Words could not describe the feeling stirred by the sight of brave Ethan Kwizera and his little sister Ellan holding onto the portrait of their dad Prince Charles Kwizera as pallbearers, his former colleagues, carried his body into Healing Centre Church, Remera for the requiem mass.
Many could not hold back the tears. Men and women sobbed uncontrollably, imagining why Ethan and Ellan would lose their father at such a tender age. Ethan, who turns six on Sunday, March 8, or on International Women’s Day, seemed to have an idea of what was going on but little Ellan just cheekily played around, not minding the big congregation.
She probably did not know that she might never see her loving dad again. For Ethan, a tense look characterised his face as he firmly held onto the frame containing his dad’s photo. He seemed to be aware of the tough task at hand – seeing off his beloved father.
For a moment, one could tell he knew something was going on, Dad was on his way to heaven but at such an age, he could not process the order of ceremonies or even why people were crying uncontrollably.
Prince Kwizera’s wife, Jacqueline Natukunda Kwizera braved on, keeping a sober, dignified demeanour amidst the tears and ensuring that every ceremony to see off her 36-year husband went on as planned, without her losing her mind.
Her poise and strength through the funeral won many over, perhaps with some accepting that nobody knows when death will strike nor will we ever be ready to accept that our own died. We just have to be ready for the worst.
For those who could not bear the news of Kwizera’s passing, they drew strength from his wife –a woman widowed in her early 30’s. Even as she cried for her beloved husband, Jacqueline remained composed and determined to carry on and raise the two little angels, in honour of their dad.
“My Love, my Prince, My Pastor, My Life, My All. You have left me too soon. You have left our kids at a tender age. My Ethan and Ellan will never have someone to call Dad, but we promise to make you proud,” read a message in the Funeral Order of Service booklet handed out at Church.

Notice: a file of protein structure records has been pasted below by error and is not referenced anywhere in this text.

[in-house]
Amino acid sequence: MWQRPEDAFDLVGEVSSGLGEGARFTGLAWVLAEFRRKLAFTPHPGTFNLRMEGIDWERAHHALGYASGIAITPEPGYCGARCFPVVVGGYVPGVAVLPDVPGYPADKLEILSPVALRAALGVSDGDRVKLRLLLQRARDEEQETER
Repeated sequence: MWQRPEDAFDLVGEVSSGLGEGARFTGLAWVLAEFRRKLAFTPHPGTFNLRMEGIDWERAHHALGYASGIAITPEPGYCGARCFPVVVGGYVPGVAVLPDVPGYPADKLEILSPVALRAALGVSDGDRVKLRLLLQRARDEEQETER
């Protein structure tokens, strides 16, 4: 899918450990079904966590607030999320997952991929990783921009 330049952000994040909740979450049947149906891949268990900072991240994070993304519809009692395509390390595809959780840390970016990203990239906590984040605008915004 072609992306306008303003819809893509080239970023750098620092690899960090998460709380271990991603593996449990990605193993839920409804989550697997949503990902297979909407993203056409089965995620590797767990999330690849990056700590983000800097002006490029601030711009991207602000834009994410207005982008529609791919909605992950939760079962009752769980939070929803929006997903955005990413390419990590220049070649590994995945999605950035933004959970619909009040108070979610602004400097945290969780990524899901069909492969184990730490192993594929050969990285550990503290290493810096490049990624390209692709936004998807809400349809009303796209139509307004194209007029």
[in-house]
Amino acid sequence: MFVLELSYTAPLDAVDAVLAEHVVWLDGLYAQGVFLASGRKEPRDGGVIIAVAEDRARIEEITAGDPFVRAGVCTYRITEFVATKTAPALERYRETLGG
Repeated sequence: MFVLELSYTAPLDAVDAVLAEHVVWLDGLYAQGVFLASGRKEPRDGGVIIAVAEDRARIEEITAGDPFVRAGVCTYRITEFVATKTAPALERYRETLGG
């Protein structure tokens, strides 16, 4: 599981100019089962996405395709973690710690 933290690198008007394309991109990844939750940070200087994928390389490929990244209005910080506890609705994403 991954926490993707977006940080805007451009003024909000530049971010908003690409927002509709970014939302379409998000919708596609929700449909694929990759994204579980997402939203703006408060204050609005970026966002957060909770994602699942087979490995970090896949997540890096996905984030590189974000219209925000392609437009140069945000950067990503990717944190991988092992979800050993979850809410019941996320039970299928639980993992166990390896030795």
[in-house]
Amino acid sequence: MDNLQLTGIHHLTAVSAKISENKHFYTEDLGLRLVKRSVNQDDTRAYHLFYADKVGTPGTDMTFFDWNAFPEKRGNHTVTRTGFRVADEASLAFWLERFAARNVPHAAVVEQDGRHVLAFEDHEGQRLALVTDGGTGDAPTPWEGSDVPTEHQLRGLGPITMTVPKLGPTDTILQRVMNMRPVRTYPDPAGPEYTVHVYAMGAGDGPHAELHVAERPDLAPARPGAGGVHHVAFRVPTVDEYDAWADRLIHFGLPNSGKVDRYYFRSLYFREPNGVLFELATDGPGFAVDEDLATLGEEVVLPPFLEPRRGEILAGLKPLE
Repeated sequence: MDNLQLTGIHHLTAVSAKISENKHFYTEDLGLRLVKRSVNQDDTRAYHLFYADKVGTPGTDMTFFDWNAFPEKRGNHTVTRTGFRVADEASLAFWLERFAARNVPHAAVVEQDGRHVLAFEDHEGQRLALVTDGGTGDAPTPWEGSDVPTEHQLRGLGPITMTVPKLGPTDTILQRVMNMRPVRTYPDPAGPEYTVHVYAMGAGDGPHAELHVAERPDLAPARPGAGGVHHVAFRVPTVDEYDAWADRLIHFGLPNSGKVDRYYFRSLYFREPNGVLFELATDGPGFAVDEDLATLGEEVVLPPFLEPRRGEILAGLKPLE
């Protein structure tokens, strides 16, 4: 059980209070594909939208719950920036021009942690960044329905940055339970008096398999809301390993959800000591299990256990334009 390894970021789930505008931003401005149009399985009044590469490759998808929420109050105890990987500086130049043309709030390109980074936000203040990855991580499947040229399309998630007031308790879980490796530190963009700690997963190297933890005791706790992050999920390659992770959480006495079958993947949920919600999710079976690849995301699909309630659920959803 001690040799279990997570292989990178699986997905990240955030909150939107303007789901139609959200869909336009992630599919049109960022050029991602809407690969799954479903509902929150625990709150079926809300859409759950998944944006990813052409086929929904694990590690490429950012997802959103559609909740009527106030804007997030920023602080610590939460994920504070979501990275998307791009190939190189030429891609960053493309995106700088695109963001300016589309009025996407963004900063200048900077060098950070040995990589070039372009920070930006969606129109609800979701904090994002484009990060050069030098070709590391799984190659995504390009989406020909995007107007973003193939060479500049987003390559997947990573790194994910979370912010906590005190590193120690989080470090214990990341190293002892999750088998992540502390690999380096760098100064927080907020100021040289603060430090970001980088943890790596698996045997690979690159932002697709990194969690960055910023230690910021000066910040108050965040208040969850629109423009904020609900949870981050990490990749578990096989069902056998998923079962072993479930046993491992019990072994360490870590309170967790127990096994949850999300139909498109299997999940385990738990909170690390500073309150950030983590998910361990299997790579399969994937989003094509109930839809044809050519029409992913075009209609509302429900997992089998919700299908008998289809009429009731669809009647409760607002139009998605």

It was a heart-breaking funeral, right from the cortege procession from King Faisal Hospital where his body was picked to their home in Kabeza, Kanombe Sector, Kicukiro district, where family members and friends said their final adieus to a man who lived an upright, humble and dignified life.
Kwizera was eulogised by many as a brilliant, respectful, loving and God-fearing man who touched lives of many, with his family stating that he made majority of his relatives find salvation.
“He was an active member of this church. All the time he has been here, there is no single day we have sat down to resolve a dispute involving Charles,” said Pastor Emmanuel Muhirwa, a Senior Pastor at the Healing Centre.
“He was peace-loving, he co-existed with everyone and loved his family in ways we can’t describe,” Muhirwa said, adding that the country has lost a valuable person who exuded responsibility and selflessness.
His home was teeming with people from February 29 when his passing was announced at exactly 19:30 pm, to the time of his burial. The church was filled to the brim and the procession to Rusororo cemetery befitted that of a Crown Prince.
Indeed, for a man who was referred to as Prince Charles, the crowds only manifested how sociable he was in his short life. Though very often only good things are said about the dead, in the case of Kwizera, many would vouch for every word that was said about him.
Seven short years
His wife Jacqueline described the 7 years they had spent together as a short, blissful time. It only felt like yesterday when they tied the knot and now he was gone, in a blink of an eye.